WASHINGTON – The head of the Republican Party on Friday faulted some Democrats and liberals who want to turn "a judicial confirmation into a political campaign" and called for swift Senate confirmation of Supreme Court nominee John Roberts (search).
Ken Mehlman (search), the chairman of the Republican National Committee, used an address at the organization's annual summer meeting to praise President Bush's domestic record and his selection of Roberts, criticize judicial activism and focus on the party's outreach to black and Hispanic voters.
Mehlman argued that in 1993, President Clinton picked Ruth Bader Ginsburg (search), a judge with a liberal record, for the high court and Senate Republicans treated her fairly although she declined to answer many specific questions at her confirmation hearing.
"But the process was orderly and dignified nevertheless, thanks to Republicans who understood that she was fair-minded and qualified," Mehlman said. "I believe Judge Roberts has the right to expect the same treatment, and the same swift confirmation."
He criticized Democrats and liberal groups who try to portray Roberts as anything less than an impartial jurist.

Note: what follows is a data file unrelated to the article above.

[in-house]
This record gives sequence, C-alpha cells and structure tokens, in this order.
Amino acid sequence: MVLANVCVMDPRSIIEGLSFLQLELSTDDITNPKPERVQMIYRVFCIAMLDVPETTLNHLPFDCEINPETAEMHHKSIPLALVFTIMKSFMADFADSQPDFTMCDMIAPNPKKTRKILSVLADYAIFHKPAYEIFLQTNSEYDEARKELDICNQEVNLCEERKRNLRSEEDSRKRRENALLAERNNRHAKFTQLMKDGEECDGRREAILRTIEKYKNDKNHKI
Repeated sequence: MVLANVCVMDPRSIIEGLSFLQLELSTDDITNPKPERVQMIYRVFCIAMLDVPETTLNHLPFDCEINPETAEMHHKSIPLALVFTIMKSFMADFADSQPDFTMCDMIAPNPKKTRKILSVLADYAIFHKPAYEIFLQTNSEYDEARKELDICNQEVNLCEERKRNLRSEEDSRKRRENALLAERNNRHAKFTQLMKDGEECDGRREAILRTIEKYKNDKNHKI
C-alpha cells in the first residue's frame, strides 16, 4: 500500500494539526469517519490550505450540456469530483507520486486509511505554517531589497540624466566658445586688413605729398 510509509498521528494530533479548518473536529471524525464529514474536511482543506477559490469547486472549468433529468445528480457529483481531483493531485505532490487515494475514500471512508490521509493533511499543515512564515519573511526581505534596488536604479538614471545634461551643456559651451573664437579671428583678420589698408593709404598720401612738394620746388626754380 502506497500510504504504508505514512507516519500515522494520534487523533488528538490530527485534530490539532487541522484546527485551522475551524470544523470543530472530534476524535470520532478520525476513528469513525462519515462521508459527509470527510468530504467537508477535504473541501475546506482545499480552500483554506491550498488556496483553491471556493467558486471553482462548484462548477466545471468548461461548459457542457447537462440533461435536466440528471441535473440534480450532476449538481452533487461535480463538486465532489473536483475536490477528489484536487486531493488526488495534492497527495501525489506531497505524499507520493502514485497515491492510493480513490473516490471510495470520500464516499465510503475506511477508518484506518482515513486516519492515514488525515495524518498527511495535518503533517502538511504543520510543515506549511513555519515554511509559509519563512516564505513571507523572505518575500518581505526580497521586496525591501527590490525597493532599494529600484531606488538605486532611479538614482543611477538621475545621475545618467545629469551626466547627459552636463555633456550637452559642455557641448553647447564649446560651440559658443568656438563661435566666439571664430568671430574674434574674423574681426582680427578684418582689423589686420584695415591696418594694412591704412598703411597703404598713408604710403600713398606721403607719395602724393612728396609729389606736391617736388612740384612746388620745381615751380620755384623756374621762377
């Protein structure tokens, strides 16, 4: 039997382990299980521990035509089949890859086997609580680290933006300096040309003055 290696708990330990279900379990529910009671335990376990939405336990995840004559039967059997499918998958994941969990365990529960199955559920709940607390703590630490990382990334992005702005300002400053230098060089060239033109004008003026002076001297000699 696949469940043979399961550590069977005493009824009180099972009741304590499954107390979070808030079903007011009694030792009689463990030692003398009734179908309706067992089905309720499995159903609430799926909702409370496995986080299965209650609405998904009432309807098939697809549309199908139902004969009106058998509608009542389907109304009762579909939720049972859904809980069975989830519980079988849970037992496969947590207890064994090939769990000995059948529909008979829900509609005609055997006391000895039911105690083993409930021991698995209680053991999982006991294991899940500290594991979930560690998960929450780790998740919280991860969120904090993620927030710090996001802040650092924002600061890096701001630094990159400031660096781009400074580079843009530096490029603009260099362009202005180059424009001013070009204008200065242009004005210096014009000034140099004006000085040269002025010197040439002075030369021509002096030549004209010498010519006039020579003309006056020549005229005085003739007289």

"Unfortunately, some on the other side want to turn a judicial confirmation into a political campaign," said Mehlman, arguing that Roberts will be a "superb Supreme Court justice."
The RNC selected Pittsburgh for the meeting in part because Democrats have made two-term Republican Sen. Rick Santorum (search) a top target as he seeks re-election next year. Polls show Santorum, the third-ranking Republican in the Senate, trailing his Democratic challenger, Pennsylvania Treasurer Bob Casey Jr.
The last time the RNC was in Pittsburgh, a Democratic stronghold, was 1856 — four years before choosing Abraham Lincoln as its presidential nominee.
Mehlman invoked the Great Emancipator's name as he targeted traditionally Democratic minorities.
"The party of Lincoln trusts the people," he said. "We believe in Democratic decision making."
Mehlman said judicial activism derails the political process, citing the 1973 Roe v. Wade decision legalizing abortion and last year's ruling by the Massachusetts Supreme Court to allow same-sex marriage. The latter made "it that much more difficult to come to a national consensus on the issue through the democratic process."
The Republican chairman cited Bush's recent legislative successes, including a massive highway bill, a free-trade agreement and an energy measure. He made no mention of Iraq and the U.S. effort to bring democracy to the region.